APRIL 21, 2021 — The U.S. Census Bureau today released a report that examines trends in computer and internet use in 2018. The report, Computer, and Internet use in the United States: 2018, is based on statistics from the American Community Survey (ACS) and examines trends at the national, state, and county levels. . This post ”. This post ”Households with Only Smartphones likely Black/Hispanic & More” seeks to provide current and relevant information from a trusted source.
Computer use has grown considerably over the past few decades. The percentage of households using the internet has also increased over time. The internet has impacted our work life as well by facilitating a greater ability to work from home. This report uses data from the Current Population Survey to provide historical context and data from the ACS to highlight more current patterns.
- Among all households in 2018, 92% had at least one type of computer and 85% had a broadband internet subscription. The ACS considers desktops, laptops, tablets, and smartphones as computers, along with selected computing technologies such as smart home devices and single-board computers.
- Smartphone ownership surpassed ownership of all other computing devices. Smartphones were present in 84% of households, while 78% of households owned a desktop or laptop. Tablet ownership fell behind at 63%.
- Urban residents were more likely than rural residents to use computing devices (93% of urban households compared to 89% of rural households) and were more likely to have any sort of internet subscription (86% of urban households compared to 81% of rural households).
Higher Incomes equals Higher Subscription
- Higher rates of internet subscription were found in households with higher household income and those where the householder had a higher level of educational attainment. Characteristics associated with lower subscription rates were a householder who rented rather than owned a home, households with limited English speaking ability, and households with at least one person who was disabled.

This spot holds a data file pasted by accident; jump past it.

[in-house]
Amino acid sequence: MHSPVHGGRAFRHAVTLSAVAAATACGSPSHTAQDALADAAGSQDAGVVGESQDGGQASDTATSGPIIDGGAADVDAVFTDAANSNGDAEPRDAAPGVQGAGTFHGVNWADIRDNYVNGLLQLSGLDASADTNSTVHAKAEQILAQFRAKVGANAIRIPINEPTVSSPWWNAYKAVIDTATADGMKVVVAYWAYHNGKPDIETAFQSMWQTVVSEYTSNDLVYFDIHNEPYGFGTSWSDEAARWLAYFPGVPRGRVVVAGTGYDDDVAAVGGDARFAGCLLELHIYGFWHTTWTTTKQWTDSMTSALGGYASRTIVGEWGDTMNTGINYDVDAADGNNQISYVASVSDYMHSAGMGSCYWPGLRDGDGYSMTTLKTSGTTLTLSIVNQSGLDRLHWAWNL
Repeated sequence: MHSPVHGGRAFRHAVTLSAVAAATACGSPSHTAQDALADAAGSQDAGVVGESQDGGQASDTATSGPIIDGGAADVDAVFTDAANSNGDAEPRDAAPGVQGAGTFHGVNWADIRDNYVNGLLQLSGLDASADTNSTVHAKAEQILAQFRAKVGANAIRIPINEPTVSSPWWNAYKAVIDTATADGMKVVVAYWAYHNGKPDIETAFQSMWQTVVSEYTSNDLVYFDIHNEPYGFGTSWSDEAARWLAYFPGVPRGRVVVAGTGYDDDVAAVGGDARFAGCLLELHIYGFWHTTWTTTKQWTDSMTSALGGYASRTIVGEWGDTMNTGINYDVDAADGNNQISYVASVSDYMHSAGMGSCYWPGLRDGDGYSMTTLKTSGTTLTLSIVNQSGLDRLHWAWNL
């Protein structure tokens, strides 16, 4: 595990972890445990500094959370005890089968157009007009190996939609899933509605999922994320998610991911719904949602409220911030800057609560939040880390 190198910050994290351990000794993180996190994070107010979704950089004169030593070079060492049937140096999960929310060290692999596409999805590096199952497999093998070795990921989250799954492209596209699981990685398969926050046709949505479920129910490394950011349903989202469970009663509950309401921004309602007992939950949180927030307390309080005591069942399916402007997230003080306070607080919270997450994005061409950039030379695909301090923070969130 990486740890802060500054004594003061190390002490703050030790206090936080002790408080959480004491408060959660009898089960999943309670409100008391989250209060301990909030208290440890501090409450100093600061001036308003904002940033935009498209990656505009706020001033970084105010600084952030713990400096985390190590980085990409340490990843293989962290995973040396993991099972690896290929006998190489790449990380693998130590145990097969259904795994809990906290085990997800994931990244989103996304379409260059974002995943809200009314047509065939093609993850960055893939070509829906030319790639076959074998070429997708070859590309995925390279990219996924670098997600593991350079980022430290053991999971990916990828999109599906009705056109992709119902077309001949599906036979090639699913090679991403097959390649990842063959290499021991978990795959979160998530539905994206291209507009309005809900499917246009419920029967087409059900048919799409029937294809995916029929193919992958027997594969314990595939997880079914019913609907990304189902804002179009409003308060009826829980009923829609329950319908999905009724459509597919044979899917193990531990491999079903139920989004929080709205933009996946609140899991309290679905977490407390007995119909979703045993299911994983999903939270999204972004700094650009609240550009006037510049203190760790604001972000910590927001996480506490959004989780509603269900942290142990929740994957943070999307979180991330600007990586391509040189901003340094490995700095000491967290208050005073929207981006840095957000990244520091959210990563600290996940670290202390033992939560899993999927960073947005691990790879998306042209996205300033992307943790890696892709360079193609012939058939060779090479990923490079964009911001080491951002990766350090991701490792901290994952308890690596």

- Over one-half of all households (53%) had “high connectivity” – a term used here to refer to households with a laptop or desktop computer, smartphone, tablet, and a broadband internet connection.
- While many households had home-based internet connections, others relied on a cell phone provider and connected to the internet through a smartphone. Households relying only on a smartphone were more likely to make $25,000 or less, be headed by someone under 35 years old, or have a Black or Hispanic householder.
Data in this report are subject to sampling and nonsampling errors. Comparisons of estimates take sampling error into account and are significant at the 90% confidence level or higher unless otherwise noted. Because of rounding, some details may not sum to totals. For information on sampling and estimation methods, confidentiality protection, and sampling/nonsampling errors, see the Accuracy of the Data documents for 2019.
No news release is associated with this report. Tip Sheet only.
Health Insurance Highlights
• In 2019, 8.0 percent of people, or 26.1 million, did not have health insurance at any point during the year, according to the CPS ASEC. The percentage of people with health insurance coverage for all or part of 2019 was 92.0 percent.
• Private health insurance coverage was more prevalent than public coverage, covering 68.0 and 34.1 percent of the population at some point during the year, respectively. Employment-based insurance was the most common subtype.
• In 2019, 9.2 percent of people, or 29.6 million, were not covered by health insurance at the time of the interview, according to the ACS, up from 8.9 percent and 28.6 million.
.• During 2019, the percentage of people with employer-provided coverage at the time of the interview was slightly higher than in 2018, from 55.2 percent in 2018 to 55.4 percent in 2019.
Medicaid Coverage Decreased in 2019
• The percentage of people with Medicaid coverage at the time of interview decreased to 19.8 percent in 2019, down from 20.5 percent in 2018.
• Between 2018 and 2019, the percentage of people without health insurance coverage decreased in one state and increased in 19 states.
• All states and the District of Columbia had a lower uninsured rate in 2019 than in 2010.
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